By Chris McConaghey
Every Tuesday night, Uncommon Ground’s Live Intimate Listening Rooms spotlight artists who might otherwise be plugging up to amplifiers in their garages and basements. Here, they get their chance to perform in front of a room filled with friends, family, and other Chicago local music fans.
Artists such as Danielle “Miss Jones” Jones – who has been singing since she was 10, but never really considered herself as a performer – are provided the opportunity to debut their material live and uncut. Jones, 21, is an Indiana native who moved to Chicago right after she graduated high school. She now deems herself as an amateur pianist and a practiced vocalist.
She will be performing Tuesday night, romancing the audience with soft ballads about her life.
“I started becoming seriously involved with writing [music] about a year ago. I wasn’t really singing for a year. I was at a really, really terrible time in my life, and healed myself through my music,” said Jones, “Each one of these songs I wrote [since] helped get me through that.”
Each time a Homegrown artist performs, they get to choose the bands that accompanies them. That gives other local artists and bands such as “Lyn Rye” and “The Oh Yeahs” time to rev up the audience with tunes by singers such as Lorde, as well as the chance to mix in material from their own EP’s and albums.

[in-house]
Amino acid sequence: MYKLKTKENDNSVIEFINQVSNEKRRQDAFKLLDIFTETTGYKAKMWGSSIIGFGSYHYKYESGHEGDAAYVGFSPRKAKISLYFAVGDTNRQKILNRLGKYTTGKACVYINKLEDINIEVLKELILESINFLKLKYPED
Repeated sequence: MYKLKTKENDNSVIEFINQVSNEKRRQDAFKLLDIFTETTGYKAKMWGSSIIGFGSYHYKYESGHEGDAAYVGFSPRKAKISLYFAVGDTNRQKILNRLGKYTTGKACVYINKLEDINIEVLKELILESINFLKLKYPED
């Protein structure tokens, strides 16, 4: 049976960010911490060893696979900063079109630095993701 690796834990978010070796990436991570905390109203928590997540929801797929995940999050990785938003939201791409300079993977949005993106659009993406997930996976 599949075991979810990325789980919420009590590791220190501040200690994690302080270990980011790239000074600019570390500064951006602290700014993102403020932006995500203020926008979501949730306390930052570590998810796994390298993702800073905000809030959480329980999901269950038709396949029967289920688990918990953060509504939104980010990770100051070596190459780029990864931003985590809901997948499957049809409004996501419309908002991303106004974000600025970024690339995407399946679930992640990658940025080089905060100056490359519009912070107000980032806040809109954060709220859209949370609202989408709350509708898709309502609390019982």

As part of the residency, each Homegrown artist of the month selects a charity to which part of the proceeds of the show go. Rebecca Baruc, 26, music program curator for Uncommon Ground, said October was the first month a sponsor reached out to her to help provide funding to record and produce the event.
“We started with Lakeview Pantry, and wanted to keep it [the nonprofit] local, and just having Uncommon Ground pick what fit,” said Baruc, “But then, we had another local band member who is volunteering with “Our Music, My Body” come to us and say, ‘Hey, we noticed you’ve been growing Homegrown, and would like to personally sponsor the next artist to help with exposure.’ So, it all kind of fell into place really nicely; it also motivates the artist more if they’re involved in the cause.”
Our Music, My Body is coordinated by two Chicago-led domestic violence awareness groups, Between Friends and the Rape Victims Association. They work by providing assistance to victims of sexual assault at music festivals. According to a 2017 articles by The Guardian, “reports of rape and other attacks are on the rise” at festivals.
Abby Sapadin, 28, a fourth-year medical student, is a regular at Uncommon Ground and came out after she heard about Jones’ performances on Instagram through a website account @Do312, where you can find upcoming events in-and-around the Chicago area.
“I saw Miss Jones perform recently at an open mic here [a few weeks ago], and was blown away,” said Sapadin, “But every group was awesome for different reasons. I love how much it brings together people in this community; people who tangentially know each other, and – through random degrees of separation – we all find each other here listening to amazing music.”
Miss Jones is performing tonight, Oct. 22 and Oct. 29 at Uncommon Ground’s Lakeview location, 3800 N. Clark St. Doors open at 7:30 and shows starts at 8:00 p.m.. Reservations are required. For upcoming shows, how to place a reservation, and a calendar of more local artists and bands gig, visit www.uncommonground.com/live-music. A $10 cover charge is added to food and beverage charges to support the performance, and $1 of each cover charge is donated to the chosen charity.